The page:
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Bishop Lemuel F. Thuston, a graduate of Central Bible College (1979) and the Assemblies of God Theological Seminary (1981), was elected at the 109th annual Holy Convocation last November to serve as Chairman of the General Assembly of the Church of God in Christ (COGIC).
The General Assembly is highest of three branches of government in the COGIC, often referred to as the denomination’s legislative body. As Chairman, Thuston presides over the legislative session, establishes legislative priorities, and works between convocations to shepherd legislation. He will serve out the four-year term vacated by Bishop James W. Hunt, who passed away suddenly just before Holy Convocation. Thuston previously served as Vice Chairman of the General Assembly.
Thuston will remain Bishop of the Kansas East Jurisdiction of the COGIC, a position he has held since 2004. He will also continue as pastor of two congregations: Historic Boone Tabernacle Church of God in Christ (Kansas City, Missouri) and Mason Temple Institutional Church of God in Christ (Kansas City, Kansas).
Thuston has deep roots in the Church of God in Christ. He grew up learning from the example of his father, Elder Floyd Thuston, who was a noted COGIC pastor in Kansas City, Missouri. When the younger Thuston felt a call to the ministry, he recognized his need for formal theological training to supplement his practical ministry experience. His father urged him to consider “quality academic Pentecostal training…no matter the sacrifice.”
While Thuston considered several schools, one in particular seemed to stand out – Central Bible College (CBC, now a part of Evangel University), the Assemblies of God ministerial training school in Springfield, Missouri. He packed his bags and headed to CBC, where he was mentored by noted theologian Stanley Horton. Thuston went on to earn his Master’s Degree in Biblical Languages at the Assemblies of God Theological Seminary, also located in Springfield.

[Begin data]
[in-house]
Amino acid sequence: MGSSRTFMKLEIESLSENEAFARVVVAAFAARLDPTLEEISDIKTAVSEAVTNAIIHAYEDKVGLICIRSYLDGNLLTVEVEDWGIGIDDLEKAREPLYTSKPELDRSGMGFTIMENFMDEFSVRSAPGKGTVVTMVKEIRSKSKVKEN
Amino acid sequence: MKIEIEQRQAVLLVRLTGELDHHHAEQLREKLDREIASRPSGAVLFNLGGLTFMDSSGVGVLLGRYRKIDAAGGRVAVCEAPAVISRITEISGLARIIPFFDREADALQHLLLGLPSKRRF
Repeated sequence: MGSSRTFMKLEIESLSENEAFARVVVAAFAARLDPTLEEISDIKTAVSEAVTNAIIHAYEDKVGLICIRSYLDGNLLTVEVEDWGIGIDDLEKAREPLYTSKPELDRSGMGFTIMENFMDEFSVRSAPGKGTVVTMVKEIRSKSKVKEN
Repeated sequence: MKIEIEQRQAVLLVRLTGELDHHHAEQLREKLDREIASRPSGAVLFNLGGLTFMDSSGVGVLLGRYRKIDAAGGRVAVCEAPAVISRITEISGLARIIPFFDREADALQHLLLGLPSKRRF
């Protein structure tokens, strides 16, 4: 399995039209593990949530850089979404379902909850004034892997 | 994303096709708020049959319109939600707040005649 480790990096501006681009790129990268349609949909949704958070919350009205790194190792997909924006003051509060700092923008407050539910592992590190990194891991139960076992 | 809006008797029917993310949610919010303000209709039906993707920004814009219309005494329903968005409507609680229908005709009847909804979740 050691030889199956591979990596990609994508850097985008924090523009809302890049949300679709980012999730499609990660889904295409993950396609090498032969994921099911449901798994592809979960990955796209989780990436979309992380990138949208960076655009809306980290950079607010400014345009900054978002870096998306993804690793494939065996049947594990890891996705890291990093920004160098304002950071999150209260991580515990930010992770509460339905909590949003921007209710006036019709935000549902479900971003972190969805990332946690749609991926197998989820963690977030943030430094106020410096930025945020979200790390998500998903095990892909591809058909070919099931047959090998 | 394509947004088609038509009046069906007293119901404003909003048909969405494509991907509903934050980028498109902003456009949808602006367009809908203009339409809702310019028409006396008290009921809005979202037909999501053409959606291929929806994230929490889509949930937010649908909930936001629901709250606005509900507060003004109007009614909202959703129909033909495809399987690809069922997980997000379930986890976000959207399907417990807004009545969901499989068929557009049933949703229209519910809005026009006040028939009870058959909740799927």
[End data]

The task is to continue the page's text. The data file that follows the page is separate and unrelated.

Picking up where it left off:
According to Thuston, these Assemblies of God schools were formative in his spiritual and academic development. “My time in Springfield afforded me the opportunity to rub shoulders with leading Pentecostal thinkers and church leaders,” he noted. Looking back, Thuston can see the hand of God: “The Lord knew that I needed to have a broader foundation for my future, and education provided not only tools for ministry, but relationships and new ways of looking at old problems.”
After seminary, Thuston mastered training and pastoral charges in the Ozarks; Bronx, New York; and West Texas. He then moved to Minneapolis, where he served as Professor of Urban Ministries at another Assemblies of God school, North Central University. He successfully navigated the worlds of both the Church of God in Christ and the Assemblies of God, becoming a pioneer bridge-builder between white and black Pentecostals.
In addition to ministry within the COGIC, Thuston was also on staff at several schools outside the Pentecostal tradition. He taught at Nazarene Theological Seminary (Kansas City, Missouri) and St. Paul (Methodist) School of Theology (Kansas City, Missouri). Never content to sit still, Thuston continued his education and earned a Masters of Divinity at St. Paul School of Theology and a doctorate from Faith Baptist Seminary. He is currently pursuing a Ph.D. at Drew University.
Over the years, Thuston has risen in stature in the COGIC. Melding anointed ministry with academic excellence, he is well-known for delivering substantive, impassioned sermons. He is also noted for his administrative abilities and his sense of humor.
Bishop Thuston is widely recognized for his Christian leadership, and the Assemblies of God Theological Seminary named him Alumnus of the Year in 2010. He has ministered in 40 states and 14 countries. He is the author of five books, including his most recent, Decently and in Order, which details the history and defines the contemporary global capacity of the General Assembly. He hosts a weekly telecast and is the director of The LINK, a community re-entry program for ex-convicts. He formerly served with the Federal Department of Justice and in the United States Air Force Reserve Chaplain Corps.
The newly-elected Chairman of the General Assembly relishes the opportunity to help build his ancestral church with this new assignment. But he also feels called to build bridges across the racial and denominational divides, and few people are as well-qualified and well-prepared to do just that.